Domestic LPG Refrigerator

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Domestic refrigerators annually consume approximately 17,500 metric tons of traditional refrigerants such as Chlorofluorocarbon (CFC) and Hydroflourocarbon (HFC) which contribute to very high Ozone Depletion Potential (ODP) and Global Warming Potential (GWP). Good progress is being made with the phase out of CFC 22 from new equipment manufacture by replacing LPG since it possesses an environmentally friendly nature with no ODP. LPG is expected to results in comparable product efficiencies based on its characteristics. Therefore, this two types of refrigerants (LPG and CFC 22) to be examined using a modified domestic refrigerator in term of their performance characteristics parameters such as pressure and temperature at specified location at the refrigerator and the safety requirements while conducting the experiment. Based on the present work, it is indicate that the successful of using LPG as an alternative refrigerant to replace CFC 22 in domestic refrigerators is possible by getting LPG COP as 13 compared to 10 for CFC22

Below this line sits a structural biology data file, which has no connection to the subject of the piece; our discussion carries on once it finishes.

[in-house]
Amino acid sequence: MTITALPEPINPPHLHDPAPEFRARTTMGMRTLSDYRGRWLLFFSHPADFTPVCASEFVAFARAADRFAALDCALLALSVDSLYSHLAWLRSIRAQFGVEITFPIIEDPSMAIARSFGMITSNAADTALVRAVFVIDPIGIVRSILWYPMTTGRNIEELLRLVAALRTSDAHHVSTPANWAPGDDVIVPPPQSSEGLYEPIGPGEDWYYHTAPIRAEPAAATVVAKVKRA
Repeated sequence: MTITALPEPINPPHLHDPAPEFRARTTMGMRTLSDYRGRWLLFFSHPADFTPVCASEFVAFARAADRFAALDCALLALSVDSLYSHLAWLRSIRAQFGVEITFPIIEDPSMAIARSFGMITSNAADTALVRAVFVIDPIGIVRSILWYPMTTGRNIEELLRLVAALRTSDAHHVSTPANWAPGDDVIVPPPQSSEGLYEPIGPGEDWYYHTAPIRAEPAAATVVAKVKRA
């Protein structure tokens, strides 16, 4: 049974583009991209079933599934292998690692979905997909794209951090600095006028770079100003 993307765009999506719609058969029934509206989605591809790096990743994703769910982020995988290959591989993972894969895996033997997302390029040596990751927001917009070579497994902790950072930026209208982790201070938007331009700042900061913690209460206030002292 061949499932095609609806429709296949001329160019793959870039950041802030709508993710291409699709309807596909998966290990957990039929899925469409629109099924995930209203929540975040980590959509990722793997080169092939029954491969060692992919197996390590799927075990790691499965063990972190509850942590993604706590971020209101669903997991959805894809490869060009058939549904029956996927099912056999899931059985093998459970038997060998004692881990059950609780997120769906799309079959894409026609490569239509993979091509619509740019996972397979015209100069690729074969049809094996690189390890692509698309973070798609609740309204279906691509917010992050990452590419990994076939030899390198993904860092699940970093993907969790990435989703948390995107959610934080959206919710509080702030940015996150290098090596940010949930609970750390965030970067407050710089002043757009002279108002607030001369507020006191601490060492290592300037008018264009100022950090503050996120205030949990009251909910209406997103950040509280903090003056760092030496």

LPG consists mainly of propane (R-290) and butane (R-600), and LPG is available as a side product in local refineries. In Cuba for already several decades LPG is used as a drop-in refrigerant. LPG mixtures have composition of a commercial LPG mixture suitable as ‘drop-in’ replacement for R-12 was calculated crudely as 64% propane and 36% butane by mass. Liquefied petroleum gas (LPG) of 60% propane and 40% commercial butane has been tested as a drop in suitable for R 134a in a single evaporator domestic refrigerator with a total volume of 10 ft3

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